Research in Clinical Dermatology

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Editorial - Research in Clinical Dermatology (2018) Volume 1, Issue 1

Face yoga: Preventive aesthetic dermatology

Deepak Jakhar*

Department of Dermatology, Deen Dayal Upadhyay Hospital, New Delhi, India

Corresponding Author:
Deepak Jakhar
M.D. H.No- 82, V.P.O Goyla Khurd
New Delhi - 110071, India
Tel: +91 9654616205

Accepted February 05, 2018

Citation: Jakhar D. Face yoga: Preventive aesthetic dermatology. Res Clin Dermatol. 2018;1(1):1


Skin aging is a complex process influenced by endogenous (genetics, cellular metabolism, hormone and metabolic processes) and exogenous (chronic light exposure, pollution, ionizing radiation, chemicals, toxins) factors [1]. Three primary structural components of the dermis: collagen, elastin and glycosaminoglycans (GAGs) are decreased and/or abnormal in aging skin [2]. Majority of the anti-aging strategies are centered on modulating these three components [3]. There is an increasing trend for botox, fillers and various other techniques such as antiaging and anti-wrinkle modalities. People around the world spend millions every year to get a young and flawless face. A new trend has recently set in, known as face yoga. Patients visiting dermatology and aesthetic clinics frequently ask for the prospects of this technique singularly or in combination with existing anti-aging strategies.

There is no scientific literature explaining the exact technique and efficacy of face yoga. Although not much of science exists around it as compared to techniques like botox and fillers, it is well established fact that muscular activity does increase production of collagen and elastin. Since facial aging is associated volume loss of fat and muscle mass, facial exercise/ face yoga can presumably improve facial skin appearance by inducing underlying muscle growth. The bio-molecular effects of yoga on skin have been documented by several studies [4-7]. Yoga exercise improves the antioxidant status by modulating the expression of relevant genes like glutathione peroxidase, catalase and superoxide dismutase [4]. In addition, the expression of stress response genes like hsp70 is also increased. Thus face yoga helps in generating better stress response and minimal cellular damage. The increased expression of COX-2 and BCL-2 genes prolongs the lifespan of PBMCs generating a better immune functioning [4]. A decreased inflammatory response among yoga practitioners is indicated by decreased expression of inflammatory markers like TNF-α and IL-6 [7]. The metabolic functioning of the cells also gets improved as indicated by the improved biochemical and hematological profile including the lipid levels and advanced glycosylation end products (AGE) [8,9]. AGE has been associated with tissue aging. With stretching and various mouth opening exercises there is a mechanical stimulation of tissue leading to increased utilization and metabolism of glucose in cells resulting in decreased AGE products. Yoga also has a positive influence on hypothalamic-pituitary-adrenal axis leading to decreased stress which helps reduce frowning and wrinkles.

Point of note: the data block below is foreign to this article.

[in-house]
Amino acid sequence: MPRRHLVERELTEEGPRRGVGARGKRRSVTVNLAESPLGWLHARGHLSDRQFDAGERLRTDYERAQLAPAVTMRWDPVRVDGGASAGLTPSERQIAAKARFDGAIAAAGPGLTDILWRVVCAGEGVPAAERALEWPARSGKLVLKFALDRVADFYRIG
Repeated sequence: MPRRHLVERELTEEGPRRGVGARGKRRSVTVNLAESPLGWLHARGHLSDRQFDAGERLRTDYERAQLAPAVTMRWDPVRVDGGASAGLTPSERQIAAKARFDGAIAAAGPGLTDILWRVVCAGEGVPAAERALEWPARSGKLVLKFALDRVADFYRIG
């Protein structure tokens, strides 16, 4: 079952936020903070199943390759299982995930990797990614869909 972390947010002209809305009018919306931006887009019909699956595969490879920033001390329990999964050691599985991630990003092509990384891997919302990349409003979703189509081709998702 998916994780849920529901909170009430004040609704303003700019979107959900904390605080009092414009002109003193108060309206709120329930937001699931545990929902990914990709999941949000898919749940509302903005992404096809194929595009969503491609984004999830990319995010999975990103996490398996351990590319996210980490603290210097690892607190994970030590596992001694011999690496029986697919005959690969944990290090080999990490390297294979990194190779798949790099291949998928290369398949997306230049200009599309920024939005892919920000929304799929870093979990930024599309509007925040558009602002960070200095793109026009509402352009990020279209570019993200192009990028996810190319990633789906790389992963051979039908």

The fate of face yoga as a preventive aesthetic modality is yet to be determined. Researchers across the globe are exploring its utility in the main stream aesthetics. The facial exercises needs to be standardized and duration of these exercises to see the positive results needs to be studied. More studies are also warranted to understand the effects of face yoga as a singular modality as well as in combination with the existing anti-aging strategies. Till the fountain of youth is found, there seems no harm in exploring this at-home face yoga.


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